Archaeologists discover remains of rare and old ship in Oslo

Photo: Anniken Mihle / Norsk Folkemuseum

Archaeologists from the Norwegian Maritime Museum have found the remains of a beautiful wooden ship in Bjørvika, in Oslo, Norway. According to archaeologists, the find is rare.

“It is very special. We don’t know if it is Norwegian yet; it could come from Poland or Germany,” archaeologist Sarah Fawsitt of the Norwegian Maritime Museum stated in a press release. 

The Norwegian Institute for Cultural Heritage Research (NIKU) is also participating in the excavation of the ship.

For almost 20 years, excavations have been going on in Bjørvika, and more than 50 boat remains have been discovered, Fawsitt added.

Traditional boatbuilding method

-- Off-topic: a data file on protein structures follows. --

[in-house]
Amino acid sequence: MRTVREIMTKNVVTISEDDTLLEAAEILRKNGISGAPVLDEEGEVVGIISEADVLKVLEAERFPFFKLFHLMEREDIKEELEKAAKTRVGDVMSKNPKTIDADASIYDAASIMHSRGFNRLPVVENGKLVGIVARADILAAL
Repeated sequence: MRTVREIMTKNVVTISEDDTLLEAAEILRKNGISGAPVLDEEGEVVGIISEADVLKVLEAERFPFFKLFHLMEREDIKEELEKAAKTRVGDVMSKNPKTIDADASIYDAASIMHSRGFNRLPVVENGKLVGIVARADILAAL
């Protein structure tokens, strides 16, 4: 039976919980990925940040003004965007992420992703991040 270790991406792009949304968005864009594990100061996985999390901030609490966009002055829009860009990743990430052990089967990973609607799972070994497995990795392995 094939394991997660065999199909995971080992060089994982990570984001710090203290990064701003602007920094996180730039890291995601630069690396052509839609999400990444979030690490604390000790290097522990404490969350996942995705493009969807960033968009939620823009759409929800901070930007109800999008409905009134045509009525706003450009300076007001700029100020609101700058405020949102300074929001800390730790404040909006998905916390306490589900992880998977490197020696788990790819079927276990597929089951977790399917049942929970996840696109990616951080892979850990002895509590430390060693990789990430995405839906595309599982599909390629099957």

The boat is clinker-built – based on a technique of boat building where the edges of hull planks overlap each other. This method was also used by the Vikings and is the traditional Nordic construction technique for wooden boats. 

The boat that has now been discovered has been lying in clay on Sørenga for several hundred years, NTB reports.

“It is made of oak and is very old. It may come from the Middle Ages. But it may also have been built later. We have to find out,” Fawsitt stated.

The ship finds in Bjørvika provide a picture of how boats were built in the Middle Ages and early modern times. They also give an insight into what life was like in Oslo’s harbor area in earlier times.

“We haven’t dug out the middle of the boat yet. We will take some samples to find out what was loaded onto the boat. Maybe we’ll find other things down there too. So it’s very exciting. Like a Christmas present that we haven’t opened yet,” Fawsitt concluded.

Source: © NTB Scanpix / #Norway Today / #NorwayTodayTravel

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